Ismail Haniyeh, the prime minister of the Hamas government in the Gaza Strip, told Egyptian President Mohammed Morsi over the weekend that he supported the efforts to mediate a temporary cease-fire with Israel.
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The cease-fire must comprise a clear guarantee from Israel that it would not resume its attacks on Gaza, Haniyeh told Morsi in a telephone conversation.
The two leaders spoke after Egyptian intelligence officials met with Hamas political bureau chief, Khaled Meshal, and his deputy, Mussa Abu Marzouk.
Israeli Prime Minister Benjamin Netanyahu told foreign leaders, including U.S. President Barack Obama and German Chancellor Angela Merkel, over the weekend that he was prepared for a comprehensive cease-fire in the Gaza Strip as soon as possible, if the rocket firing stops. The foreign leaders asked Netanyahu not to escalate the fighting and to give several days to the intensive mediation efforts Egypt has been leading during the course of the weekend.
In Cairo over the weekend, as the Egyptian security deputies sought to broker a truce with Hamas leaders, Morsi said that "there are some indications that there is a possibility of a cease-fire soon, but we do not yet have firm guarantees."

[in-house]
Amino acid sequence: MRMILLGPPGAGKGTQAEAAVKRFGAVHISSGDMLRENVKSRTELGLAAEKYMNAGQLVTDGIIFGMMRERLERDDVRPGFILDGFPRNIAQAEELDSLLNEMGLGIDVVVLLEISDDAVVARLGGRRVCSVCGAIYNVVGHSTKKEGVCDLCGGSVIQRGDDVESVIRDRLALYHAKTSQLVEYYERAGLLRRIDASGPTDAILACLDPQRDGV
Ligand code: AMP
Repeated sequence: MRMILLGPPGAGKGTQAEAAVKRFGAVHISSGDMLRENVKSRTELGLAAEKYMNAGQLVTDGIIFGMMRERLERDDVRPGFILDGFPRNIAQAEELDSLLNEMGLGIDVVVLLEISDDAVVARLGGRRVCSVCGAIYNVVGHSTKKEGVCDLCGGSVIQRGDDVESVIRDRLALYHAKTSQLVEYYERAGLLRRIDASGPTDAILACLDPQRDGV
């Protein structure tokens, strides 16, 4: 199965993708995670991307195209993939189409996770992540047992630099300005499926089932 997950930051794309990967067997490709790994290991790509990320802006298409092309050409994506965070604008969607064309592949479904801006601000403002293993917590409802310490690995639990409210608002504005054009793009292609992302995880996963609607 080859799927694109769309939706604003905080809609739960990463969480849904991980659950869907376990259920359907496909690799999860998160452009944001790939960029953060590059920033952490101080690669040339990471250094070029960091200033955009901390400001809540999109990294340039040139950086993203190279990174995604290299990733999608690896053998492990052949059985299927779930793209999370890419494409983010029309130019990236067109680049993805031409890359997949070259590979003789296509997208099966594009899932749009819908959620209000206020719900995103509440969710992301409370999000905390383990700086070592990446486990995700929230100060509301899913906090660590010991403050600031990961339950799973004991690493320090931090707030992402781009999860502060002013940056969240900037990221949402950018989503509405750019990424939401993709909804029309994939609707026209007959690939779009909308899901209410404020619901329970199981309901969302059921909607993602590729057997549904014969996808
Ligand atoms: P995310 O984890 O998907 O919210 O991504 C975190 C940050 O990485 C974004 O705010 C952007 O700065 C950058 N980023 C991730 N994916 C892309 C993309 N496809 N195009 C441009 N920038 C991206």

Egypt has mediated previous cease-fire deals between Israel and Hamas, the latest of which unraveled with recent violence.
A Palestinian official told Reuters the truce discussions would continue in Cairo on Sunday, saying "there is hope," but it was too early to say whether the efforts would succeed.
In Jerusalem, an Israeli official declined to comment on the negotiations. Military commanders said Israel was prepared to fight on to achieve a goal of halting rocket fire from Gaza, which has plagued Israeli towns since late 2000, when failed peace talks led to the outbreak of a Palestinian uprising.
Diplomats at the United Nations said Secretary-General Ban Ki-moon is expected to visit Israel and Egypt in the coming week to push for an end to the fighting.